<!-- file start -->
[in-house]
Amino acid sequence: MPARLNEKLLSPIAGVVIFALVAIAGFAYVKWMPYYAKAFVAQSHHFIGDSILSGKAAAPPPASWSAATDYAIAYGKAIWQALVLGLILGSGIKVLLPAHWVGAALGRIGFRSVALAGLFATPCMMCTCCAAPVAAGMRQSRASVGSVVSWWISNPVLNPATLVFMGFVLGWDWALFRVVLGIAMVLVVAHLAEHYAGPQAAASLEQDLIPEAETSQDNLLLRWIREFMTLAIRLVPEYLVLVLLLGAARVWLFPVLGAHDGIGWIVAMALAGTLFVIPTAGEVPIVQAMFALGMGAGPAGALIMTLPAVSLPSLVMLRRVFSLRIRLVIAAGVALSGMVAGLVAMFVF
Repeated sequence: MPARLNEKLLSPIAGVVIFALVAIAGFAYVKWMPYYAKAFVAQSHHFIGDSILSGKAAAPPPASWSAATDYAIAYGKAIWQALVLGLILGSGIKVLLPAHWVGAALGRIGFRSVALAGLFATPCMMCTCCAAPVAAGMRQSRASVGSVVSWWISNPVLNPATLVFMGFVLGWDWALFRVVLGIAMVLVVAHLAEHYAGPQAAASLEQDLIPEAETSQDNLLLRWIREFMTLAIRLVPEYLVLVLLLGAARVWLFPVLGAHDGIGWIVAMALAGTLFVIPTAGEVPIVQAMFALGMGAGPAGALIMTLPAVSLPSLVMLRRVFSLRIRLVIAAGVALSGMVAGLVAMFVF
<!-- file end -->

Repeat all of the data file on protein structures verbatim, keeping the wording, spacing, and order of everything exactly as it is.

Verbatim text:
[in-house]
Amino acid sequence: MPARLNEKLLSPIAGVVIFALVAIAGFAYVKWMPYYAKAFVAQSHHFIGDSILSGKAAAPPPASWSAATDYAIAYGKAIWQALVLGLILGSGIKVLLPAHWVGAALGRIGFRSVALAGLFATPCMMCTCCAAPVAAGMRQSRASVGSVVSWWISNPVLNPATLVFMGFVLGWDWALFRVVLGIAMVLVVAHLAEHYAGPQAAASLEQDLIPEAETSQDNLLLRWIREFMTLAIRLVPEYLVLVLLLGAARVWLFPVLGAHDGIGWIVAMALAGTLFVIPTAGEVPIVQAMFALGMGAGPAGALIMTLPAVSLPSLVMLRRVFSLRIRLVIAAGVALSGMVAGLVAMFVF
Repeated sequence: MPARLNEKLLSPIAGVVIFALVAIAGFAYVKWMPYYAKAFVAQSHHFIGDSILSGKAAAPPPASWSAATDYAIAYGKAIWQALVLGLILGSGIKVLLPAHWVGAALGRIGFRSVALAGLFATPCMMCTCCAAPVAAGMRQSRASVGSVVSWWISNPVLNPATLVFMGFVLGWDWALFRVVLGIAMVLVVAHLAEHYAGPQAAASLEQDLIPEAETSQDNLLLRWIREFMTLAIRLVPEYLVLVLLLGAARVWLFPVLGAHDGIGWIVAMALAGTLFVIPTAGEVPIVQAMFALGMGAGPAGALIMTLPAVSLPSLVMLRRVFSLRIRLVIAAGVALSGMVAGLVAMFVF